Spray Discharge

The Spray Discharge junction must have at least one connecting pipe, and it allows up to four. This junction offers a flexible way of modeling a flow exiting the system through a nozzle or spray device.

The Spray Discharge Properties window follows the second of the two basic Properties window formats. A table displays the connecting pipe information. The pipe table grows in size to accommodate up to four connecting pipes.

The exit pressure to which the Spray Discharge junction discharges must be entered, as well as the temperature in case of inflow.

Two geometries can be modeled. The first is a normal, one hole spray, where the discharge flow area of the hole is entered. The second is a sparger which, in principle, works in the same way as a spray. For the sparger, the flow area of a single hole and the number of holes are entered. This assumes that the holes are hydraulically close in proximity and are the same area.

For each connecting pipe, the pipe table on the Pipe Losses tab lists the reference flow direction and up to two loss factors. The first loss factor is for physical flow out of the pipe and into the junction, the second is for physical flow into the pipe and out of the junction. The loss factors can be specified independently or left as zero. To edit within the pipe table, click in the appropriate column and row.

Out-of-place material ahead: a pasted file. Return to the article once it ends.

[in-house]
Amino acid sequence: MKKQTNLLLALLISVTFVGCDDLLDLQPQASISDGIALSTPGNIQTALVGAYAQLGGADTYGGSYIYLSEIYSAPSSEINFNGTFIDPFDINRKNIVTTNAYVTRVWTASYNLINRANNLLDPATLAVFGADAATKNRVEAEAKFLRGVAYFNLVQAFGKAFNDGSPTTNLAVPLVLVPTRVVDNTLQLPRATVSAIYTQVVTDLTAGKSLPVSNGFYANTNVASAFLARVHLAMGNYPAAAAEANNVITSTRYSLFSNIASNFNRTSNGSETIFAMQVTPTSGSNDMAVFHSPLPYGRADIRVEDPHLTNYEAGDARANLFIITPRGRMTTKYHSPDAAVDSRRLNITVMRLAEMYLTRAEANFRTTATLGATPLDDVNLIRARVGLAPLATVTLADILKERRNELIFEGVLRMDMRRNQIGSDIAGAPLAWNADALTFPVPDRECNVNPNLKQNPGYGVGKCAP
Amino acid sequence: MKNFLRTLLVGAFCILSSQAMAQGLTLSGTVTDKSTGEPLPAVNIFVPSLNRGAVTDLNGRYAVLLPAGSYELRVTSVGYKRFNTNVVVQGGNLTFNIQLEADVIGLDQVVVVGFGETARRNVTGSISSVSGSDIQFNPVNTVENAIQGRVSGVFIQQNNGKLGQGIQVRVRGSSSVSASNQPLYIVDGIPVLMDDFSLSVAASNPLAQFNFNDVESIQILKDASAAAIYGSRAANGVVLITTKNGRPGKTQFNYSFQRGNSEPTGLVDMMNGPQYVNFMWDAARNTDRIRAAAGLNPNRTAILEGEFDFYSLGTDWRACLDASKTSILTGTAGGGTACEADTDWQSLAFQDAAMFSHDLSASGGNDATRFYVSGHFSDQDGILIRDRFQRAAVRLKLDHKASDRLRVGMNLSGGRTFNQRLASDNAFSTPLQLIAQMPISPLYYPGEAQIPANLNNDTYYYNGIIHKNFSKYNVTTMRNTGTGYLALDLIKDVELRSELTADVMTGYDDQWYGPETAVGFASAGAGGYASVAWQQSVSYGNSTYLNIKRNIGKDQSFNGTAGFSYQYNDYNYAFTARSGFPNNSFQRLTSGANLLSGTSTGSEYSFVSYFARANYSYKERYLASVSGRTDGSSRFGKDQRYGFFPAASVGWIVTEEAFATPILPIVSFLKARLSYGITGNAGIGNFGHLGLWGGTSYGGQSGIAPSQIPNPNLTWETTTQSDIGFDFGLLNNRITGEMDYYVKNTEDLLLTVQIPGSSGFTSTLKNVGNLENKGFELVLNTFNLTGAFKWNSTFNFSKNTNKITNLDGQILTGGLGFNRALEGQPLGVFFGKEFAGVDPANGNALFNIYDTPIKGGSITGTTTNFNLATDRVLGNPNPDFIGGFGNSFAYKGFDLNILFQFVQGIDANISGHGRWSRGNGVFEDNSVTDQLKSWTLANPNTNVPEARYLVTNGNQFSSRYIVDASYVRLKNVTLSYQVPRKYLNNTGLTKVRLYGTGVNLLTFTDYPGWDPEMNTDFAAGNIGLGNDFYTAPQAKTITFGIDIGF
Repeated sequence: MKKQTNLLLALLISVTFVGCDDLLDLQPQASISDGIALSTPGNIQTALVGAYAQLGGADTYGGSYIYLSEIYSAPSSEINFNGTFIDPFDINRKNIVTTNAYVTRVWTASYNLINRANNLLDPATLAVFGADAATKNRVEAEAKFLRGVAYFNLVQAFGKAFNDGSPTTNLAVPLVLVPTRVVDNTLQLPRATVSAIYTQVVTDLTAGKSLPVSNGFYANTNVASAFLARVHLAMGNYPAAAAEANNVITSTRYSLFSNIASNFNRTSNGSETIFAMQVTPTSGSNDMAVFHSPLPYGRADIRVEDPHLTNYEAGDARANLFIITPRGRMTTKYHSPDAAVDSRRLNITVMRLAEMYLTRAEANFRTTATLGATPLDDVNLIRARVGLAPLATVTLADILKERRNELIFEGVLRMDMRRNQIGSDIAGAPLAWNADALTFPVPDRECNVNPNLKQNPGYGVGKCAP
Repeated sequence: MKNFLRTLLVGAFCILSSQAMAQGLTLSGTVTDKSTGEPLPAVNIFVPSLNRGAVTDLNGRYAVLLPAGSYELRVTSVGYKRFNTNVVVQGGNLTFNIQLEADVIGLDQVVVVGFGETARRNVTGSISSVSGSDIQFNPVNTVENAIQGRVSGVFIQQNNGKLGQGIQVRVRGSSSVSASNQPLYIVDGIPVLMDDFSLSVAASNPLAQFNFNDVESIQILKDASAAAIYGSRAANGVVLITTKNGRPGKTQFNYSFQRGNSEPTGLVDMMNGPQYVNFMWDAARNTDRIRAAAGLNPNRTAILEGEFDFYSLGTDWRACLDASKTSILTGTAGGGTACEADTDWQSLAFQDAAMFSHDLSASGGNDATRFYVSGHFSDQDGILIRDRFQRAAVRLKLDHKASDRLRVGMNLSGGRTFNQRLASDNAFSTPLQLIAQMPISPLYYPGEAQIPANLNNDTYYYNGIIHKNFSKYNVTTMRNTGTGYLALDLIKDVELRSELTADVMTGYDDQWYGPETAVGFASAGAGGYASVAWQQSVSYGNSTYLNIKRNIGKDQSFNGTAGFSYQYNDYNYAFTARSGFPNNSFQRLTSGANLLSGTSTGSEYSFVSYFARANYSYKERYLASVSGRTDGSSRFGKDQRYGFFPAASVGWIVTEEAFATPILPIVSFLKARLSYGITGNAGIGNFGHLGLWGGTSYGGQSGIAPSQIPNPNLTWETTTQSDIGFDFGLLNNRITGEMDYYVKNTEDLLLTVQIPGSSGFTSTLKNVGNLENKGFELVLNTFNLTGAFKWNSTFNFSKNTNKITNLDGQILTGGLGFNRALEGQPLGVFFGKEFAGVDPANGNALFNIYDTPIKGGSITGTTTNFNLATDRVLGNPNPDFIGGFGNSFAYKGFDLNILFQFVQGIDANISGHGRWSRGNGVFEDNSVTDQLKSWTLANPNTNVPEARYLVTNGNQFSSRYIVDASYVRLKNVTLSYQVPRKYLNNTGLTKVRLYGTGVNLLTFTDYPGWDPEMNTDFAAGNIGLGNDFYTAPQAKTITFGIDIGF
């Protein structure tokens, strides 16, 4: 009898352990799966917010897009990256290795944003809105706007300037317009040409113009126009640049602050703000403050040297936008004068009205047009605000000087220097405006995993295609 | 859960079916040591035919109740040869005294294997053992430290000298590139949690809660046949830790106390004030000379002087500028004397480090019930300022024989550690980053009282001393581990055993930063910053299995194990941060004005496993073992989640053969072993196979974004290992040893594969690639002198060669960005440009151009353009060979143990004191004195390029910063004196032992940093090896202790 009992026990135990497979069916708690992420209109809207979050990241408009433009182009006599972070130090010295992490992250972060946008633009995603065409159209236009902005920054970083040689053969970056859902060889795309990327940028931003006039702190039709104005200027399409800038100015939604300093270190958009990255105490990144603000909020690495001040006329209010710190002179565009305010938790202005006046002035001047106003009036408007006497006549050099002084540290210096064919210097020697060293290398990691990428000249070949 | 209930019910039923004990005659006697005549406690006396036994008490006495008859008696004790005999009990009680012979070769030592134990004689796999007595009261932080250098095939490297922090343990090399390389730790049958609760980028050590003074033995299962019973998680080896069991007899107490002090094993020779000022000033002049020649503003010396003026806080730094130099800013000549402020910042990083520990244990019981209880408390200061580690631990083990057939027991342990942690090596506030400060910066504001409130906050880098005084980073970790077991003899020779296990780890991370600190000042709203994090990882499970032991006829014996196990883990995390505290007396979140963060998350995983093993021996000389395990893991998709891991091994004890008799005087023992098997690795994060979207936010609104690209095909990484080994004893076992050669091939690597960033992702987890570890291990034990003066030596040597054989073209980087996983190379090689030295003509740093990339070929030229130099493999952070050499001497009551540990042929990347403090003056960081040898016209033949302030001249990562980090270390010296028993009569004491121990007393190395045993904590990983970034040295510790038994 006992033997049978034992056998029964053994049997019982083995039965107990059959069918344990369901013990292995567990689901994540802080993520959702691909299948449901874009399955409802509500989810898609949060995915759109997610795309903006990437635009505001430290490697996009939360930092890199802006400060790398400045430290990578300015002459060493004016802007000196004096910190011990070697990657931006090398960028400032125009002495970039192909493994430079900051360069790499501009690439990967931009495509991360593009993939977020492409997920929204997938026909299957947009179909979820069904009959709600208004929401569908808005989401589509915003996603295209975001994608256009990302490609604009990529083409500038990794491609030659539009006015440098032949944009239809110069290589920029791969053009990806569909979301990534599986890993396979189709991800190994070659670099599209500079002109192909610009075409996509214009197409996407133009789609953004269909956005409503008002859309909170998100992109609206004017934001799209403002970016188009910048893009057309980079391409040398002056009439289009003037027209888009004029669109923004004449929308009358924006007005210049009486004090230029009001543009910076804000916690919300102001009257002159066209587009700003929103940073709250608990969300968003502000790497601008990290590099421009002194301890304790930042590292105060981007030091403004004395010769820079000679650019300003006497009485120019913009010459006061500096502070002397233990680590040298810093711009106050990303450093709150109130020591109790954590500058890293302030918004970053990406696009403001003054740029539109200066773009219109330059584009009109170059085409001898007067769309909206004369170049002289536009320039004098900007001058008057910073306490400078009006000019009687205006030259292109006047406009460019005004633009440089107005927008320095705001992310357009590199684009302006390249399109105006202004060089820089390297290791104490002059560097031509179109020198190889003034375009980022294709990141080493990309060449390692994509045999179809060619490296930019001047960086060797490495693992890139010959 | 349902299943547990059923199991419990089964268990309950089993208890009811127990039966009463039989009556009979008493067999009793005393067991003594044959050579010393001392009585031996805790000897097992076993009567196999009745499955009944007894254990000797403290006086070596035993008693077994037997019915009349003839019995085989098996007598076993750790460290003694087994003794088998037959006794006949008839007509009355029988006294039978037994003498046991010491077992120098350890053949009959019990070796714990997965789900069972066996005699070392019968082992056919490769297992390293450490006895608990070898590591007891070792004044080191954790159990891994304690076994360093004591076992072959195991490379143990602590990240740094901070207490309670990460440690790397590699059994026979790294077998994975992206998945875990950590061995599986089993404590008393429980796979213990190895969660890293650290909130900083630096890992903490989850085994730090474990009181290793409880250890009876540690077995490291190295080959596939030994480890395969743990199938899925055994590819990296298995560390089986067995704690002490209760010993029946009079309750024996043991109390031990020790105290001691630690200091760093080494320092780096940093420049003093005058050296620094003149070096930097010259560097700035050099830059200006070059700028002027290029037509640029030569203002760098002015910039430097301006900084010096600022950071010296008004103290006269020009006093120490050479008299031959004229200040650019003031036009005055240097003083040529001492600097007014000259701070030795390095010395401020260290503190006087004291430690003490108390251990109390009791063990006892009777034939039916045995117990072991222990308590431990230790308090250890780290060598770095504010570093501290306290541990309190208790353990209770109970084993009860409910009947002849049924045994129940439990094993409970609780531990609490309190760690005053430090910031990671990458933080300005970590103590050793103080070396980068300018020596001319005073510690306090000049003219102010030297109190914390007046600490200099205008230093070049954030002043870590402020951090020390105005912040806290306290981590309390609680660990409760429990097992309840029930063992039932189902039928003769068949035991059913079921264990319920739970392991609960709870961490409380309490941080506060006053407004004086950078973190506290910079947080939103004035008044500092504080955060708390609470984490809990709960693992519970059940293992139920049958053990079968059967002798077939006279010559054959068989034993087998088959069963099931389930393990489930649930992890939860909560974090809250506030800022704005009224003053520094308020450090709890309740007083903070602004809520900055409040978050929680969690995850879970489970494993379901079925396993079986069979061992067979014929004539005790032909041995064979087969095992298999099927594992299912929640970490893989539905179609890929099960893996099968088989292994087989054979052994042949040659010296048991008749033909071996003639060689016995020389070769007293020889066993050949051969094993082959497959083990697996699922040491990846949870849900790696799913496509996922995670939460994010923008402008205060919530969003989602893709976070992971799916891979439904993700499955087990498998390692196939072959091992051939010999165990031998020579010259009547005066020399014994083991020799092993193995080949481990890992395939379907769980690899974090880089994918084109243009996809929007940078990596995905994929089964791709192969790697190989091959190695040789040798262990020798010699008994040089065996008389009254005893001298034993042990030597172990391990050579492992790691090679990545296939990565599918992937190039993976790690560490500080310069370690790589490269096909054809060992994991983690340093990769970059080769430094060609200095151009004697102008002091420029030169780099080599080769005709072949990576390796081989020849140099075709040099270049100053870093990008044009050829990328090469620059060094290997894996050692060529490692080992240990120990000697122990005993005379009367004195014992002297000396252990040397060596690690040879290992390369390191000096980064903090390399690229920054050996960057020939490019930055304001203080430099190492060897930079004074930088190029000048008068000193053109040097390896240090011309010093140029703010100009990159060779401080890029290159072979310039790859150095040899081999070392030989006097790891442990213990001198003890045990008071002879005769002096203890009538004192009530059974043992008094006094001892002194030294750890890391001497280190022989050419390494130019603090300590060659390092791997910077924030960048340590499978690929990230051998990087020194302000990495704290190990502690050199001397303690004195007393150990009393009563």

Loss Model

The discharge coefficient for the junction is entered in the appropriate box. The physical area of the exit flow can also be entered. These two parameters are used to calculate the discharge flow rate, which depends on the difference between the internal pressure in the system and the specified exit pressure.

If you select a Resistance Curve, the Spray Discharge Properties window makes additional features available. Using these new features you can input the spray pressure drop that varies with flow. To enter these factors, you can specify polynomial constants, fit a curve to available data, or use interpolated x-y data.

When a variable loss is specified, AFT Arrow modifies the loss factor in the solver to agree with the solution. You can choose any of the optional flow and pressure parameters provided, and you can specify the most convenient units.

CdA for Sonic Choking

An optional input in the Spray Discharge Properties window is the CdA. This parameter describes the effective area restriction in the spray for the purpose of calculating sonic choking.

Note: The CdA for sonic choking may be different from the subsonic CdA loss model option in Arrow. The discharge coefficient can vary at different pressure ratios due to the vena contracta moving closer to or farther from the orifice restriction. For the highest accuracy the CdA used for subsonic and sonic losses should be tested and entered separately. See the "Modeling Choked Flow Through an Orifice" white paper on AFT's website for more information.

Special Conditions

The Special Condition for a spray discharge always closes it.